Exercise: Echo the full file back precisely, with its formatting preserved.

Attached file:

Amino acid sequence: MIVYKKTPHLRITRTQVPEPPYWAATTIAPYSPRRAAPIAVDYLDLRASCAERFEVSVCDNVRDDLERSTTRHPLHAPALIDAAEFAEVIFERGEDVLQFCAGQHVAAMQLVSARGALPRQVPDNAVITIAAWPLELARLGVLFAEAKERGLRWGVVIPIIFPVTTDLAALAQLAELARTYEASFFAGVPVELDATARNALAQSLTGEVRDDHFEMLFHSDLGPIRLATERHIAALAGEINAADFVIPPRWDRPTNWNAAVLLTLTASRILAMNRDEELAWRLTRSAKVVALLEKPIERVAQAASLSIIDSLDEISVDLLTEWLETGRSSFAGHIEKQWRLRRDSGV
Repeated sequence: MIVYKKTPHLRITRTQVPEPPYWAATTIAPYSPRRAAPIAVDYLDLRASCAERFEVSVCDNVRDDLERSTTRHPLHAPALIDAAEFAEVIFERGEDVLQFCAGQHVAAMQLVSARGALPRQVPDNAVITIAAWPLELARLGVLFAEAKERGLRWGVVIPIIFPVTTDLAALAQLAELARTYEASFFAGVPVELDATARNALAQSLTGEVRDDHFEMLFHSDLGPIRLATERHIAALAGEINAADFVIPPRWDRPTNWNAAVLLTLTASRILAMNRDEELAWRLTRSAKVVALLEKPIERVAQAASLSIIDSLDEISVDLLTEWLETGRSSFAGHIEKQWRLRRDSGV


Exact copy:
Amino acid sequence: MIVYKKTPHLRITRTQVPEPPYWAATTIAPYSPRRAAPIAVDYLDLRASCAERFEVSVCDNVRDDLERSTTRHPLHAPALIDAAEFAEVIFERGEDVLQFCAGQHVAAMQLVSARGALPRQVPDNAVITIAAWPLELARLGVLFAEAKERGLRWGVVIPIIFPVTTDLAALAQLAELARTYEASFFAGVPVELDATARNALAQSLTGEVRDDHFEMLFHSDLGPIRLATERHIAALAGEINAADFVIPPRWDRPTNWNAAVLLTLTASRILAMNRDEELAWRLTRSAKVVALLEKPIERVAQAASLSIIDSLDEISVDLLTEWLETGRSSFAGHIEKQWRLRRDSGV
Repeated sequence: MIVYKKTPHLRITRTQVPEPPYWAATTIAPYSPRRAAPIAVDYLDLRASCAERFEVSVCDNVRDDLERSTTRHPLHAPALIDAAEFAEVIFERGEDVLQFCAGQHVAAMQLVSARGALPRQVPDNAVITIAAWPLELARLGVLFAEAKERGLRWGVVIPIIFPVTTDLAALAQLAELARTYEASFFAGVPVELDATARNALAQSLTGEVRDDHFEMLFHSDLGPIRLATERHIAALAGEINAADFVIPPRWDRPTNWNAAVLLTLTASRILAMNRDEELAWRLTRSAKVVALLEKPIERVAQAASLSIIDSLDEISVDLLTEWLETGRSSFAGHIEKQWRLRRDSGV